Spring 2022

Get Grounded

Words by Andrea Glinn

To-the-trade designer showrooms indicate that the new neutrals are earthy—goodbye, gray!—and patterns may remind you vaguely of your granny’s house.


ith another year of COVID-19 behind us and an uncertain future ahead, globally we need hope and comfort.

Recent product releases available exclusively at showrooms reserved for professional designers illustrate how manufacturers are using earthy neutrals—browns, greens and blues—to create calm and grounded feelings. Companies are also reintroducing classic patterns to invoke familiarity and nostalgia—but recoloring and refreshing them to feel new again, providing a positive expression of moving forward into a new era while honoring the underlying values of our past. Too much for retail theory? Then just take a browse and, well, exhale.

Design & Detail names 2022's trend “Organic and Natural.” Greens and browns are the new neutrals.

Top: Schumacher Feather Bloom Sisal wallpaper in Venetian Pink. Bottom left: Harlequin indoor/outdoor collection; Woodland Ferns and Calathea shown. Bottom right: Zuri rug from Jaipur Living. Background: Schumacher Halcott Sisal Wallpaper in Forest. Photos courtesy of Design & Detail.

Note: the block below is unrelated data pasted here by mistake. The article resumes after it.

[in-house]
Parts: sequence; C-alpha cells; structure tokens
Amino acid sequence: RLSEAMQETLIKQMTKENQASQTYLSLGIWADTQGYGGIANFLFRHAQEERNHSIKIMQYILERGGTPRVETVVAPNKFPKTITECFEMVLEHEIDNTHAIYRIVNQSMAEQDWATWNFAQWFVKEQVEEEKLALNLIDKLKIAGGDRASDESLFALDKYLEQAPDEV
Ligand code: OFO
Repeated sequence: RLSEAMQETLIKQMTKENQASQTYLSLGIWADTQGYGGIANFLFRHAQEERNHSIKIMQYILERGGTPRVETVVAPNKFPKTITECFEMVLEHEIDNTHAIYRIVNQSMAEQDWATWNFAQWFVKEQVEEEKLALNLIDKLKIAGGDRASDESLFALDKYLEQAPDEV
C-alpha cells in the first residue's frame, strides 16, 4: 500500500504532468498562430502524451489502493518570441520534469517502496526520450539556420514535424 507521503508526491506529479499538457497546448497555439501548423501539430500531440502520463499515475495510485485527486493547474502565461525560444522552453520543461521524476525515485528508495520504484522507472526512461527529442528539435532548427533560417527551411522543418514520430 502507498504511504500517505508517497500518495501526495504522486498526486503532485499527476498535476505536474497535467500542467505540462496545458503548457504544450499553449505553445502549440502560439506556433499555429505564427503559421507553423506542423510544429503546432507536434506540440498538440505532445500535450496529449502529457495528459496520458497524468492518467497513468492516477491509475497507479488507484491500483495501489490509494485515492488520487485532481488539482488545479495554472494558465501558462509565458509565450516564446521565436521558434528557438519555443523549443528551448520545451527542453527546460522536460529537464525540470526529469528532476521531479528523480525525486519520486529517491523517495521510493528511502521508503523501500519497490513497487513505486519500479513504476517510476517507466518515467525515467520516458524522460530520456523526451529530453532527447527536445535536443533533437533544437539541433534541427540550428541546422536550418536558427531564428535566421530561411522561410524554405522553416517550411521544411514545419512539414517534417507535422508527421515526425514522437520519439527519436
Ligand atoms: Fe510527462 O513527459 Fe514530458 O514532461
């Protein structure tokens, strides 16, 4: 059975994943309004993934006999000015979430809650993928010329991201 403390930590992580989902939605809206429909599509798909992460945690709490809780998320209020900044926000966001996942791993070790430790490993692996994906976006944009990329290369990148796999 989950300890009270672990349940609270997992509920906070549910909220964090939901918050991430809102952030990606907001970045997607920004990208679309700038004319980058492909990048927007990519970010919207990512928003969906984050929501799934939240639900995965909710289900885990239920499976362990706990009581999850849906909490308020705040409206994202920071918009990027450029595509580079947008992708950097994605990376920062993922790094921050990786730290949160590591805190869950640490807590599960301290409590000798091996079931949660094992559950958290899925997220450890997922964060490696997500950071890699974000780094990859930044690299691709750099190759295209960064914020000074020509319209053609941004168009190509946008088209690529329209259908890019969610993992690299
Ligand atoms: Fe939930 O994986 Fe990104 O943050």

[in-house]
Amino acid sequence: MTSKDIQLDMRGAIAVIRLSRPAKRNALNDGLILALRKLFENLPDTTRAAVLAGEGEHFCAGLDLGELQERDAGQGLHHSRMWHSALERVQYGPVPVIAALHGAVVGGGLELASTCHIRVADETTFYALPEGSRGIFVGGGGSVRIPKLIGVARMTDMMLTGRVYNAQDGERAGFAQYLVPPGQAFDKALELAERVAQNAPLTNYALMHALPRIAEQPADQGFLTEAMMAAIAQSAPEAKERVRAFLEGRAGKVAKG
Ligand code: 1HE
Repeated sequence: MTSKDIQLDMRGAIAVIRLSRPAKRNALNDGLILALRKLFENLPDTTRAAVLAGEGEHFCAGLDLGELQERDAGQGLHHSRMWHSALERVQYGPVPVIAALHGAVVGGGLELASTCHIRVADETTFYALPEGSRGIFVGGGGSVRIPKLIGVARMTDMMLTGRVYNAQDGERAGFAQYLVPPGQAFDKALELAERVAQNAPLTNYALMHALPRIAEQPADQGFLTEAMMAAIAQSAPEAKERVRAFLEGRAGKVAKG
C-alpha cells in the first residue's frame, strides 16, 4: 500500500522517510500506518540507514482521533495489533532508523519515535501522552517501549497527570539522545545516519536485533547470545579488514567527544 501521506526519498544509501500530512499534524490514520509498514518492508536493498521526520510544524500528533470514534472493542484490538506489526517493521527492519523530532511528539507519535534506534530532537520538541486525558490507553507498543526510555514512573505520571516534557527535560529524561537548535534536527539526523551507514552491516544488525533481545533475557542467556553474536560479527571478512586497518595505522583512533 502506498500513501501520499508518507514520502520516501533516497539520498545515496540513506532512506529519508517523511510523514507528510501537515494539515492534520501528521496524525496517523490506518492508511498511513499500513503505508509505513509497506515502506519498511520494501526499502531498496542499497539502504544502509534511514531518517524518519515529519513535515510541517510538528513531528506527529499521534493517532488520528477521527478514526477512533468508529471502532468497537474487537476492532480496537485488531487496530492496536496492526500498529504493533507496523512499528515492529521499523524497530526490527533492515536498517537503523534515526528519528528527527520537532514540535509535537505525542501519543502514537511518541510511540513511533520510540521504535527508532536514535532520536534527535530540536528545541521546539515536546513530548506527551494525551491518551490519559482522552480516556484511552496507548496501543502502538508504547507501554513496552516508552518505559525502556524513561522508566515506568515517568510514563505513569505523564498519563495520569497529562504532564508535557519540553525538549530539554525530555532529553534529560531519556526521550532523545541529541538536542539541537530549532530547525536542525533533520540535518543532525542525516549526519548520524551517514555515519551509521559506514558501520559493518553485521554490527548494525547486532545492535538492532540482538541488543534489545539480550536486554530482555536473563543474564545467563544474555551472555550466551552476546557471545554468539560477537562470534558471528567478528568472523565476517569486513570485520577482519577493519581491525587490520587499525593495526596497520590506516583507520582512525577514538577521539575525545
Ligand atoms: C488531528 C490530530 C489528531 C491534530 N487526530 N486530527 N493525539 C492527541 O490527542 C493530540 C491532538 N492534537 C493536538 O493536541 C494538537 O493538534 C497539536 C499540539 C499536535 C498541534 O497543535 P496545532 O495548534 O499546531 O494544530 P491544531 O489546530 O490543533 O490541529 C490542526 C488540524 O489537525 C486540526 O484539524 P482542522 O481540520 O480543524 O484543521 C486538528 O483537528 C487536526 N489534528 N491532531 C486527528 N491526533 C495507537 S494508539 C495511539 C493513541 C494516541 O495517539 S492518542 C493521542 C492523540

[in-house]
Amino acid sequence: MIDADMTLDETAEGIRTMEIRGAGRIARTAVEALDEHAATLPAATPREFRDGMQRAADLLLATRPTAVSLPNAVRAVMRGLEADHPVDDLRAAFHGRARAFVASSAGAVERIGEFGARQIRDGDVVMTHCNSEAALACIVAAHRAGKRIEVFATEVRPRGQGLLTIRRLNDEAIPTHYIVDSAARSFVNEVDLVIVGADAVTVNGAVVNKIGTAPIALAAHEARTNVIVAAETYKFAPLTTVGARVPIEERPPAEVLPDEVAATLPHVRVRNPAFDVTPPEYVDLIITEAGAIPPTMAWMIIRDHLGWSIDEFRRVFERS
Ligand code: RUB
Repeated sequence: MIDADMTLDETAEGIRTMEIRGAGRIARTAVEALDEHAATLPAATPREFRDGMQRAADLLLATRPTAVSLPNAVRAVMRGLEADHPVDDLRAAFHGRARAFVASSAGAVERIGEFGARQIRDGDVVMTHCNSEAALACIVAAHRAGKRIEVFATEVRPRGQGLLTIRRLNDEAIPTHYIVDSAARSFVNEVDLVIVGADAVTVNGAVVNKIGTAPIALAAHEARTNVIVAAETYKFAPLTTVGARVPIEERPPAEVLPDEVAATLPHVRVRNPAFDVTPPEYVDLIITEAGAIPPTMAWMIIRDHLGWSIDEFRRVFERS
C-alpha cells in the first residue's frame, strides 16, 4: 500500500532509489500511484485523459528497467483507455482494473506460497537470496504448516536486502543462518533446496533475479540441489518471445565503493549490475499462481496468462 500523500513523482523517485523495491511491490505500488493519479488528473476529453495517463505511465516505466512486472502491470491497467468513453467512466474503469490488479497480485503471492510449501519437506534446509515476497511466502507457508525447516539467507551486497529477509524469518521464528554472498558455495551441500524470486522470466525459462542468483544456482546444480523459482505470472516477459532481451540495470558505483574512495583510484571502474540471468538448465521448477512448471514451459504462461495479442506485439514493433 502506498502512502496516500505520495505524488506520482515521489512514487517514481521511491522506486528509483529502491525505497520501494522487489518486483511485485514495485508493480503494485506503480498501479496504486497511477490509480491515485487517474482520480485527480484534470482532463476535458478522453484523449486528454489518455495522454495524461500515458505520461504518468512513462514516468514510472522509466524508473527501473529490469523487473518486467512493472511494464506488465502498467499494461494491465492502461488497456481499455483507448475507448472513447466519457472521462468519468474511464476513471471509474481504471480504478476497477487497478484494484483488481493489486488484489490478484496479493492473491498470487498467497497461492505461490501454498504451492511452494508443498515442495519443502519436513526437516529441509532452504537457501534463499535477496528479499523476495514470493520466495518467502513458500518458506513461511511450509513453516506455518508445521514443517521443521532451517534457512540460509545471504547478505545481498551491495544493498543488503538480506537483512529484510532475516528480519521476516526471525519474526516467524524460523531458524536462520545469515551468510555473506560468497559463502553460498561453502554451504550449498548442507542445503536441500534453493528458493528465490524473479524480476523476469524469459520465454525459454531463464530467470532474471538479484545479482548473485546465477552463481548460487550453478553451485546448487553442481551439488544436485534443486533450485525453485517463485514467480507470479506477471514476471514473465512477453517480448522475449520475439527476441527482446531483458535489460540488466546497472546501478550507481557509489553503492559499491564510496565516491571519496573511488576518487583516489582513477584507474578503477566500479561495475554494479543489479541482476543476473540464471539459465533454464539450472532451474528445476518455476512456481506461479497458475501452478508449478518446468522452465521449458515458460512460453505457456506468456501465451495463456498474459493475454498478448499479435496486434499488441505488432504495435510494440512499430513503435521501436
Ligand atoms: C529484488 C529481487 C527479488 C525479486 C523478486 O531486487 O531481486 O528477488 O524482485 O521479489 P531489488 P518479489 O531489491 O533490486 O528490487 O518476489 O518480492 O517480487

KDR Designer Showrooms identifies the overall 2022 trend as “Grandmillennial,” a revival of traditional patterns in modern colors and a fresh introduction to a new generation of designers and consumers.

Optimism and nostalgia rule these rooms. Left: From Stroheim, ottomans in Bengaluru fabric, a fanciful tree of life botanical print. Curtains in Isabella. Avni Maze wallpaper. Right: Pillow in Kochi Toile, a colorful reinterpretation of an Asian classic; headboard in Varanasi Guava, both from Stroheim. Bottom: Marguerite wallpaper in Cacao and Sevres Stripe fabric from Clarence House’s 60th anniversary collection.  Photos courtesy of KDR Designer Showrooms.

Designer’s Library forecasts a trend of geometric and floral prints and textures, especially in neutral browns and blues.

Top left: Industrial meets organic in the Acate collection from Vahallan. Top right: Indochine wallcoverings from JF Fabrics. Bottom Left: Metallic leaf columns are laid into rough texture in the Sendai collection of hand-painted wall coverings from Vahallan. Bottom Right (from left to right): Acute, Ginny, Ahoy, Silhouette and Serpent from JF Fabrics. Photos courtesy of Designer’s Library.

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